Sunday, October 18, 2020
What’s your favorite story about Jesus? If I just said, what’s your favorite Bible story, you might say, Noah and the Ark, or, David and Goliath, or Paul on the Damascus Road. These are excellent stories, but for this morning, let’s narrow it down. What’s your favorite Jesus story? If you’re watching on Facebook Live, type your favorite Jesus story into the comments. If you’re here in person, just shout out your favorite Jesus story.
When I was starting out in ministry, I heard a professor of preaching say the passage from the Bible preached more than any other is Jesus’ parable of the Prodigal Son. The professor did not offer data to support this claim, so I don’t know if what he said is accurate.
I do know that the story is extremely popular, even among people who have never read the Bible. Some might know the story and not even know it’s in the Bible. It is! And Miroslav Volf, the theology professor from Yale Divinity School I mentioned last week, cites the Prodigal Son in his explanation of his idea of Exclusion and Embrace.
Volf uses the term ‘exclusion’ to encompass all the ways human beings hurt and objectify each other. Racism; genocide; betrayal; unfaithfulness; deception; bullying; in countless we dehumanize our neighbors and ourselves. We offend God with each injury we cause, including injuries to ourselves, because each person is made in God’s image and is loved by God.
If ‘exclusion’ is the summation of humanity’s sin against itself and individuals’ sins against one another, ‘embrace’ is the posture of love. Embrace is when we make space in ourselves for the other, and we simultaneously enter the space the other opens in themselves for us. It is a literal hug; it is also more than that. Embrace means, ‘I see you.’ ‘I care for you.’ ‘I love you’; and, ‘I receive the love and care you extend me. In embrace, we obey what Jesus calls the greatest commandment – to love our neighbor. In loving our neighbors, we love God.
Take a close look at Jesus’ story, the Prodigal son. First, we see exclusion.
The son requests his portion of inheritance, normally to be received upon the Father’s death. In the ancient near east, this young man’s identity would be tied to his family; he was known by whose son he was. “Younger brother;” that title told us part of his story. He severed this identity, turning his back on his family.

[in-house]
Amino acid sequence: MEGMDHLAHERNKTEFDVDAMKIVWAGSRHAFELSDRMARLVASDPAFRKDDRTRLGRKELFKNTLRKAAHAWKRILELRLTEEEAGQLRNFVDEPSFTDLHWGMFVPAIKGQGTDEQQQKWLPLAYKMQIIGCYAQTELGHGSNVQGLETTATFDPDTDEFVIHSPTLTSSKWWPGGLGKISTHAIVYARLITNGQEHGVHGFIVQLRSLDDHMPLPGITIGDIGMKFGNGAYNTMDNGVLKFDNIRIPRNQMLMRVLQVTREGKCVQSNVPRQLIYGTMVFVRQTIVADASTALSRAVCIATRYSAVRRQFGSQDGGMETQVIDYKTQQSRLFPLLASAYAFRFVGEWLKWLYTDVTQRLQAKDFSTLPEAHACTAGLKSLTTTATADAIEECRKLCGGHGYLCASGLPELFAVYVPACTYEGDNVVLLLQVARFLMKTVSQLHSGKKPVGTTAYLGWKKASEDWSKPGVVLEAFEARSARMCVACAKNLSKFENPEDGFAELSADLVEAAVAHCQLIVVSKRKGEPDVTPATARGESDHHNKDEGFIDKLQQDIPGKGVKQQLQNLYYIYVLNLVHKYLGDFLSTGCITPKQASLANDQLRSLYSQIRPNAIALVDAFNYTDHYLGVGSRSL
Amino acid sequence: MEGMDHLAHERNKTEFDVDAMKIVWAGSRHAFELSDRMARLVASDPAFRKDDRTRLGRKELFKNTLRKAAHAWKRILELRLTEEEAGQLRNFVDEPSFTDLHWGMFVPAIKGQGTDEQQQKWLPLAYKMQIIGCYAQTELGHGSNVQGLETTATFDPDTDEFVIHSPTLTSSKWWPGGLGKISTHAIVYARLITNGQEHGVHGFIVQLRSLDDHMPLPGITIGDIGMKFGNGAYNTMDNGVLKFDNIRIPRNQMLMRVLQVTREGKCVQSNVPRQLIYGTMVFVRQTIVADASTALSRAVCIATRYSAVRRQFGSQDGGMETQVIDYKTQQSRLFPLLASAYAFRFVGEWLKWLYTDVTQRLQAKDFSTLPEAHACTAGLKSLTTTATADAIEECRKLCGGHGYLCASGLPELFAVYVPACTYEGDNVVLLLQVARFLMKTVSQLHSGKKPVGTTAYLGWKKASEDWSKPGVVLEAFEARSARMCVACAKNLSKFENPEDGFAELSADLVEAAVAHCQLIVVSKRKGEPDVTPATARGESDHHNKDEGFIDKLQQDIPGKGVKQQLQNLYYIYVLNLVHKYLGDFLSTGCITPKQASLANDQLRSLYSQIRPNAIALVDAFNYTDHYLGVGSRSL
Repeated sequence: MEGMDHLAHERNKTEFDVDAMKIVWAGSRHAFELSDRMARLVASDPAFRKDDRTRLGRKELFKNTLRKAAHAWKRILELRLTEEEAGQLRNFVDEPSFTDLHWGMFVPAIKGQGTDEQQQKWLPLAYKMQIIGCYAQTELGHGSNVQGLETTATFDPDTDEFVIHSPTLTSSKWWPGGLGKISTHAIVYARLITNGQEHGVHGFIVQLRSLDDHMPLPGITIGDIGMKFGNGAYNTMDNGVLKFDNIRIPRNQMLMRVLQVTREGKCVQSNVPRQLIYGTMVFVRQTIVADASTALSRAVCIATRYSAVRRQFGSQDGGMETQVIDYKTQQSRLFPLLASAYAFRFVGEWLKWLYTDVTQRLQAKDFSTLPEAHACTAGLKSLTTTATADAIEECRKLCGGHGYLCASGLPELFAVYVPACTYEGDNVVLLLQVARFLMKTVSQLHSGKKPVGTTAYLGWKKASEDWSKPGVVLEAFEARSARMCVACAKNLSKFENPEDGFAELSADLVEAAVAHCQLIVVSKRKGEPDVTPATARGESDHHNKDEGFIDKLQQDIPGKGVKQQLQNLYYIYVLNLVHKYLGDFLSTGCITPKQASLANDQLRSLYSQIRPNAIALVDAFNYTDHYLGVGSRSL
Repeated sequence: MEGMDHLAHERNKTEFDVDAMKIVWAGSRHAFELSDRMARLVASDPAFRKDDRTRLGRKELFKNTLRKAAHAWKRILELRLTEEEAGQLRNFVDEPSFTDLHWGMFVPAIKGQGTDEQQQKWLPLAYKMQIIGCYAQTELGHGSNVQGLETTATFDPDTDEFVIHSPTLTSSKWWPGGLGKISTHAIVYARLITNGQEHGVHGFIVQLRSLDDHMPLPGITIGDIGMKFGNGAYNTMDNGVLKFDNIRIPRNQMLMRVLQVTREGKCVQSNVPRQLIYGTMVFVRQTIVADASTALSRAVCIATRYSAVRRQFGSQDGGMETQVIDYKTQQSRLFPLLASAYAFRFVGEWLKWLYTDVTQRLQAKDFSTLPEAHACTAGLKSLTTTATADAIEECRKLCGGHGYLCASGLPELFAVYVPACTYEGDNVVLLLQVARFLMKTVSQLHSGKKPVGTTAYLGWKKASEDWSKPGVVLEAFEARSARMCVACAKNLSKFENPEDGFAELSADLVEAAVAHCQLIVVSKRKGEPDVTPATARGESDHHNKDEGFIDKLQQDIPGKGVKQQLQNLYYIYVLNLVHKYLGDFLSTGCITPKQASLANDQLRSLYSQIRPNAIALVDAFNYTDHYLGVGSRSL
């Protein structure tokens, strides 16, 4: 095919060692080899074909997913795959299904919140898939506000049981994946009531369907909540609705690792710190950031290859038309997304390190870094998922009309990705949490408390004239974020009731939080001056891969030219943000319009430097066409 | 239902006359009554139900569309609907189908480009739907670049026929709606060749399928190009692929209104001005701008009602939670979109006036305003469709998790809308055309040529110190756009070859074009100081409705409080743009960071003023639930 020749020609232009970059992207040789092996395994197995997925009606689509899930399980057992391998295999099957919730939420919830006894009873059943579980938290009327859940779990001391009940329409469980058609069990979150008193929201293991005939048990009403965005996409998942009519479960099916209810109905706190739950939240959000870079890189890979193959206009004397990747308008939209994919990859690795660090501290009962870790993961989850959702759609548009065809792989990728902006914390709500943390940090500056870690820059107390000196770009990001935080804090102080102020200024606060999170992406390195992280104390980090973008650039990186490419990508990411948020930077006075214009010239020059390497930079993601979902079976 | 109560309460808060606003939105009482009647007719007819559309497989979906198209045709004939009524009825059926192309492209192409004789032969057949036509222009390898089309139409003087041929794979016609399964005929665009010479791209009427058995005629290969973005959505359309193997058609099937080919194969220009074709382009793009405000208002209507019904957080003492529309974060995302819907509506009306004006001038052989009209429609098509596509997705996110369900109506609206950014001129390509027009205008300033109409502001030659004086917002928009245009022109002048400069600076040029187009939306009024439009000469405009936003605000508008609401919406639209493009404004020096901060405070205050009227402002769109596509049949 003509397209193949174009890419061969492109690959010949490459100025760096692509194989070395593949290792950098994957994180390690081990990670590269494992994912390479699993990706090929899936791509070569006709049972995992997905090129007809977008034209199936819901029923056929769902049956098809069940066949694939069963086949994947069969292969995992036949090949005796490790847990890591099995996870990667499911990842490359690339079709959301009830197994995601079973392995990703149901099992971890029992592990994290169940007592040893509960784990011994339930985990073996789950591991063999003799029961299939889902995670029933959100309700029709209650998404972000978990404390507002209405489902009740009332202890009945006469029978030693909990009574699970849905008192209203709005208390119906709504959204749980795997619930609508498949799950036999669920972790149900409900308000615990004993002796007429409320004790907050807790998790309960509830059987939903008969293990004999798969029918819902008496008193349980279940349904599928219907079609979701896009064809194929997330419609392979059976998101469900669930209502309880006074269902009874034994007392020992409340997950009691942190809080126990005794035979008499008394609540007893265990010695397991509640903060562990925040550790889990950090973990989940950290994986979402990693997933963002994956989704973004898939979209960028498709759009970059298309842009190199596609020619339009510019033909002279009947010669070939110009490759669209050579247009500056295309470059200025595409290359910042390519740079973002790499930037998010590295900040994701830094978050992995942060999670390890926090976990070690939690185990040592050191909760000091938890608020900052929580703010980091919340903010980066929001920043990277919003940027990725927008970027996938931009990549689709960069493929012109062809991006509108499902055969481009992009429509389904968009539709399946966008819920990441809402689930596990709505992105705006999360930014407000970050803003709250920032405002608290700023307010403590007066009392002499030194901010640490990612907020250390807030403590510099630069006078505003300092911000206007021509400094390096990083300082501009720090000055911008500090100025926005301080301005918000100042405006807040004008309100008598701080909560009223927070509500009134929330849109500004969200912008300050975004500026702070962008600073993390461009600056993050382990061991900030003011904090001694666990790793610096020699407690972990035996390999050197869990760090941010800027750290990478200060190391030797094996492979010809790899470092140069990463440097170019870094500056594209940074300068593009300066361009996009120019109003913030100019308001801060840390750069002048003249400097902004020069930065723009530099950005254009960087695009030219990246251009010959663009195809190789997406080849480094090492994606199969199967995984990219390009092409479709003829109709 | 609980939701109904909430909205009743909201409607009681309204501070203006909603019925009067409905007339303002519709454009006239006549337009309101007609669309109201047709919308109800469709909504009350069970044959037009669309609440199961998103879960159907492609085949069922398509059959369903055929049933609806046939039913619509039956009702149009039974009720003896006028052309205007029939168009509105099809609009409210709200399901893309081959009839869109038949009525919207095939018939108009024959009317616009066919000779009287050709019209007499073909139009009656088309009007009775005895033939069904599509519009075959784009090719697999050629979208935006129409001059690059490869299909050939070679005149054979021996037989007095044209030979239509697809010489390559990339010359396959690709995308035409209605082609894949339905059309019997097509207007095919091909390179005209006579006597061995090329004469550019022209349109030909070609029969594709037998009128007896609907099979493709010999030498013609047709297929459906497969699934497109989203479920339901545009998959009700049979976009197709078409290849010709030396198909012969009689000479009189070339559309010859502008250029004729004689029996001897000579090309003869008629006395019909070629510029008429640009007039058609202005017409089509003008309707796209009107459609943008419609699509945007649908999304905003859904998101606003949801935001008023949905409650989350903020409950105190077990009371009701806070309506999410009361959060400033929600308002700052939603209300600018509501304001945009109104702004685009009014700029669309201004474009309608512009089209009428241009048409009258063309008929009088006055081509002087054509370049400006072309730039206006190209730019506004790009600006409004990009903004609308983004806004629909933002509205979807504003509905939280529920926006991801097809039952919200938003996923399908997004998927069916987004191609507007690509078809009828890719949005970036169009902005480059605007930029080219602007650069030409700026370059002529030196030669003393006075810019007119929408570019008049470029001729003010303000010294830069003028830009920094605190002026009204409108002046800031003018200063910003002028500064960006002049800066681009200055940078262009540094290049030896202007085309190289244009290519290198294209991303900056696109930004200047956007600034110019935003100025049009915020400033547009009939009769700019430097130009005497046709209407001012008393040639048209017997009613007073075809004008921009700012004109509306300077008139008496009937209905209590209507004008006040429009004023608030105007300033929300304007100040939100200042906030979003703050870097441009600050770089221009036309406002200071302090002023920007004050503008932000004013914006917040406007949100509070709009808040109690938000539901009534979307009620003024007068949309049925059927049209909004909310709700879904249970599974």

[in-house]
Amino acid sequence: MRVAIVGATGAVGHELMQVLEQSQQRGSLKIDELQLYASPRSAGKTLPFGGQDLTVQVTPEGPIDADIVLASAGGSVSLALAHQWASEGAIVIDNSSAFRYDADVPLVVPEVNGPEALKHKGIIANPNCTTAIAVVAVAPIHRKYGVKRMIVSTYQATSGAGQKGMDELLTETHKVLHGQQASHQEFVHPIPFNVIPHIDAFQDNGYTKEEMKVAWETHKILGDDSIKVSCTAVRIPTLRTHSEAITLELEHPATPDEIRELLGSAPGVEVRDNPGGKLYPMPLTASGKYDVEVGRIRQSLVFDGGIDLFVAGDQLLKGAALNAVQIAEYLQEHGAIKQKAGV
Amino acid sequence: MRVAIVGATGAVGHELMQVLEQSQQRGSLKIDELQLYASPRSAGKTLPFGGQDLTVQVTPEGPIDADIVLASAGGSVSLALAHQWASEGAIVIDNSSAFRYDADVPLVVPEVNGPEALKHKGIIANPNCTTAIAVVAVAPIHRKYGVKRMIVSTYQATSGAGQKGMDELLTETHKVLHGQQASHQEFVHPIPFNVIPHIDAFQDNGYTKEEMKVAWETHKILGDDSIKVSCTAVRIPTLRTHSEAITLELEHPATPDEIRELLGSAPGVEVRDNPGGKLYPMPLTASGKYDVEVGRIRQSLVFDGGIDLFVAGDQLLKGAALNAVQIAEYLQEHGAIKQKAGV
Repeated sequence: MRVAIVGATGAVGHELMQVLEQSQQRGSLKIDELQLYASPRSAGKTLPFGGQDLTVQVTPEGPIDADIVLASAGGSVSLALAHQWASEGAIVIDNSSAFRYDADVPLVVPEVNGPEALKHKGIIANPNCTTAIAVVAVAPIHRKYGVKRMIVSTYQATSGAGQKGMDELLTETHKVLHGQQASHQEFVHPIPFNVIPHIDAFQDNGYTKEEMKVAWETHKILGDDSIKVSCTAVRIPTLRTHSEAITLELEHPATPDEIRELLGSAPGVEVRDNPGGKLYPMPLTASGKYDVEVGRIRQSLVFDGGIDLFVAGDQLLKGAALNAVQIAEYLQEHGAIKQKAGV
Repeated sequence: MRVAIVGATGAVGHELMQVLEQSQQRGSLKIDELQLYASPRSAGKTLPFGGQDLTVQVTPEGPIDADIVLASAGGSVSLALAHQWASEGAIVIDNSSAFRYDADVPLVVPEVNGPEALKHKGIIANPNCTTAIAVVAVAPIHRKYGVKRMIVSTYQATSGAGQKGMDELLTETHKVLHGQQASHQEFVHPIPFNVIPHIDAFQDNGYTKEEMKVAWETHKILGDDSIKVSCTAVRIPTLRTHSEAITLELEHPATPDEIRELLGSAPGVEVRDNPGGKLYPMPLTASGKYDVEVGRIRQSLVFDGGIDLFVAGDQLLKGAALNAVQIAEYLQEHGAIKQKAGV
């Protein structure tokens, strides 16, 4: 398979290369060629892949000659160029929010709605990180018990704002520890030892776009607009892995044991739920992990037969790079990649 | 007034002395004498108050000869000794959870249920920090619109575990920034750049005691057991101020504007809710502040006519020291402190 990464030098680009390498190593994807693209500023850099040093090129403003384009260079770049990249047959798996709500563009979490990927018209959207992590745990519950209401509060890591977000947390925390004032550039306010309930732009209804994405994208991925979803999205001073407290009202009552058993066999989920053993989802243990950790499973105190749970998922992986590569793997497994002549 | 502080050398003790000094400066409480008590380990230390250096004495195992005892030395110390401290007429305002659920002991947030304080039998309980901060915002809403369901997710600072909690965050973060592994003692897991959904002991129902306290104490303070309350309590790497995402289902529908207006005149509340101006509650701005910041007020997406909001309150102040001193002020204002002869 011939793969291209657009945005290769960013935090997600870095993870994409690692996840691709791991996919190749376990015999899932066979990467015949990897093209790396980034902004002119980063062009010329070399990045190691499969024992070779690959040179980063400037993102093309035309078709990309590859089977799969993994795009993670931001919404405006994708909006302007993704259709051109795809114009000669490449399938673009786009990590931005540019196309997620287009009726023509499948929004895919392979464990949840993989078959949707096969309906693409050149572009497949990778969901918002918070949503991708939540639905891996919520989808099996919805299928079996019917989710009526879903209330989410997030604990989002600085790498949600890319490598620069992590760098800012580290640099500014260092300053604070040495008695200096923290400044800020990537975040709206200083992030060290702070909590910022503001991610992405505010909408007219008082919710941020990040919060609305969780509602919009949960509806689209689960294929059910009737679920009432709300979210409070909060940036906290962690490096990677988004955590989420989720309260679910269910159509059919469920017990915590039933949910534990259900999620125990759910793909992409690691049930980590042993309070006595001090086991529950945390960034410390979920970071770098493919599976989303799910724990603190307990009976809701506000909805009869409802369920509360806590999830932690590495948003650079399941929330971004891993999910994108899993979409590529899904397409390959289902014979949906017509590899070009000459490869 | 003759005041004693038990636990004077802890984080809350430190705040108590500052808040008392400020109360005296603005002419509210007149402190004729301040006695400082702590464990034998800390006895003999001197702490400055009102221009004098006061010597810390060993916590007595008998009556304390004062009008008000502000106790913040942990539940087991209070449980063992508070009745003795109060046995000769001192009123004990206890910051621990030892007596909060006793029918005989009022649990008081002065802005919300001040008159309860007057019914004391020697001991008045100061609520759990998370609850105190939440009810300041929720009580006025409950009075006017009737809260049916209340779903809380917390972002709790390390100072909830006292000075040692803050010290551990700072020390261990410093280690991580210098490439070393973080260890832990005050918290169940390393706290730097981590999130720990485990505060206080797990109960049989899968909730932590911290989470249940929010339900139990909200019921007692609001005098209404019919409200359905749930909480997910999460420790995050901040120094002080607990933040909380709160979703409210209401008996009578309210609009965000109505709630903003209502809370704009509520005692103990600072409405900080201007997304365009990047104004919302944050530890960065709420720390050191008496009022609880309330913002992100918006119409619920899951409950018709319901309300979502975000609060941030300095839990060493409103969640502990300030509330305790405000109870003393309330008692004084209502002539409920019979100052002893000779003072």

A father receiving such an audacious and disrespectful request would have been in his rights to offer his son a backhanded slap. But in Jesus’ story the father simply complies. Where discipline might be called for, he just goes along with the younger sons’s outlandish plan. What kind of father it this?
The son then earns his name, ‘prodigal.’ He goes to a distant country where he has no support system. Sometimes people, especially during the season of young adulthood, can be a little irresponsible with money; or a lot irresponsible. I know I was at times. This young man spent everything. His savings were gone when the famine hit.
A famine hits everyone, like a hurricane striking all residents on the coast, or a wildfire consuming all in its path, or a global pandemic with a virus anyone can catch. This young man, with no savings and no support system wasn’t ready. Verse 16 says no one helped him.
We have seen, in the current crisis, the Coronavirus pandemic, the layered, devastating effects. First of course is health and possibly even death if you contract the disease. Second, fear of spread has closed down the economy and cost people jobs. If someone was barely making it before they lost their job, they’d be like this young man, hungry and desperate. A lot of people find themselves in this situation.
The catastrophes humans face are worsened by our tendency to cut ourselves off. Famines were common in ancient life, something to prepare for. And that preparation is communal. You don’t prepare by yourself but as a part of a community. The same is true today. We know hurricanes hit the Gulf Coast where millions and millions of people live. When they come, if we prepare and cooperate with one another as neighbors who care about one another, even the worst storms aren’t as bad as those we try to face on our own. The lost son’s fall was directly tied to his cutting himself off from his foundation.
He excluded himself from the family that gave him name, identity, and wealth. Volf says he “un-sonned” himself. [i] If you read the genealogies in the Bible, you see people are named by who their family is. Luke 3:23 tells us Jesus was (as was thought) the son of Joseph, son of Heli, son of Matthat,” on the genealogy goes all the way back to “Enos, son of Seth, son of Adam, son of God” (v.38). How do we know who Joseph was? He was the son of Heli?